Lobster bisque and shrimp cocktail make for scrumptious meals, but at a price. The food industry generates 6 million to 8 million metric tons of crab, shrimp and lobster shell waste every year. Depending on the country, those claws and legs largely get dumped back into the ocean or into landfills. In many of those same landfills, plastic trash relentlessly accumulates. Some scientists think it’s possible to tackle the two problems at once.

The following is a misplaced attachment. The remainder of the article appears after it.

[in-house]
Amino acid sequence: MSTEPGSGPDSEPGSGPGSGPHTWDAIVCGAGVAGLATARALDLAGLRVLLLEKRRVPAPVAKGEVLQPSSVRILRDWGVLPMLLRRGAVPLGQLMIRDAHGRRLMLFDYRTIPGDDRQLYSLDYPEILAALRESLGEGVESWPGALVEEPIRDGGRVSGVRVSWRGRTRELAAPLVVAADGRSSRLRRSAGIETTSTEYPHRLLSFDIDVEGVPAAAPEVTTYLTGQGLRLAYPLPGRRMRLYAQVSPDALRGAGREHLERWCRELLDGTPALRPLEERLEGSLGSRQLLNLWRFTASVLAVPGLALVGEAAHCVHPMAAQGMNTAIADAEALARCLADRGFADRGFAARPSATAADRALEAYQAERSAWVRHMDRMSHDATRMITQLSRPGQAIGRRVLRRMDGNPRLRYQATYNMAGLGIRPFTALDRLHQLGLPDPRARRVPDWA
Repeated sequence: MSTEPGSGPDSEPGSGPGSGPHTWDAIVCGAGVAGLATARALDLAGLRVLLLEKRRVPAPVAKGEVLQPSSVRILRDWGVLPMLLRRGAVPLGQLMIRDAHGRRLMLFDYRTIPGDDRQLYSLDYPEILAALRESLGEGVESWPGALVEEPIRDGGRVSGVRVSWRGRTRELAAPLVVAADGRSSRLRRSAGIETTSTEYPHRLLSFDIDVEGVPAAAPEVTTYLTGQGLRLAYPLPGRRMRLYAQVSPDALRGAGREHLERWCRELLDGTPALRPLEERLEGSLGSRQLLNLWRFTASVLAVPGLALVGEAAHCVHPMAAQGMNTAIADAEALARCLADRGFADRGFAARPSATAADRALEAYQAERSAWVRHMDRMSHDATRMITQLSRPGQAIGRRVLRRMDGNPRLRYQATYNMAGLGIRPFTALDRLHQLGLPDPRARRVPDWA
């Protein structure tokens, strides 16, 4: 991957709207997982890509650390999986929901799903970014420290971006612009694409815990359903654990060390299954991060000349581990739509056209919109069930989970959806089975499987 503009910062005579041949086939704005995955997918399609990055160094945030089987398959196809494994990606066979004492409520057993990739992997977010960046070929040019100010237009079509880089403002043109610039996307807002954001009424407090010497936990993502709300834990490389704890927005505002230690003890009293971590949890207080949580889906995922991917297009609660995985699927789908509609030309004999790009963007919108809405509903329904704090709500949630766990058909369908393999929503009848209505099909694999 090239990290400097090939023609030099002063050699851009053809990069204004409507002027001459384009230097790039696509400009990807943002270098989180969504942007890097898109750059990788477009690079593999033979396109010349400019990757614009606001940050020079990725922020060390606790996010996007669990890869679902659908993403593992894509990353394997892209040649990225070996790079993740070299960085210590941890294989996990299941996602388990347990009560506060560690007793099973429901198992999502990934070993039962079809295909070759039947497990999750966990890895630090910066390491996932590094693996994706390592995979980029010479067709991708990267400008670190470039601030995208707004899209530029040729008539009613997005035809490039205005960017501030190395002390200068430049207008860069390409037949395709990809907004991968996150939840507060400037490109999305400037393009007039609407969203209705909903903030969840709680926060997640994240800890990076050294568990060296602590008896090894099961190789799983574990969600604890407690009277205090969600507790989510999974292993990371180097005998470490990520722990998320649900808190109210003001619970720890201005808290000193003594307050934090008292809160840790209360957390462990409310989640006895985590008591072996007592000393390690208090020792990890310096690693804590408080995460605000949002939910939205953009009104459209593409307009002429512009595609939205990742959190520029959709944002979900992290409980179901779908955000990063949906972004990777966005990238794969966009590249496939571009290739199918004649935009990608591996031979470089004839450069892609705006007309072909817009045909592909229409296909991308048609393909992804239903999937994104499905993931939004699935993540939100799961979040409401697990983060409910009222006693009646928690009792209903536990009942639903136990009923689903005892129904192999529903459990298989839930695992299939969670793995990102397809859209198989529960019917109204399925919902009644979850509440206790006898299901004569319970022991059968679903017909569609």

Chemist Audrey Moores’ team at McGill University in Montreal published a patent-pending approach to minimizing use of water, or any liquid, online on March 26 in Green Chemistry. Moores’ research assistant Thomas Di Nardo takes shell powder from crustaceans or insects and pounds it with a ceramic ball inside a mechanical mill. This step loosens the hydrogen bonds between chitin’s many chains. Scientists call this approach mechanochemistry.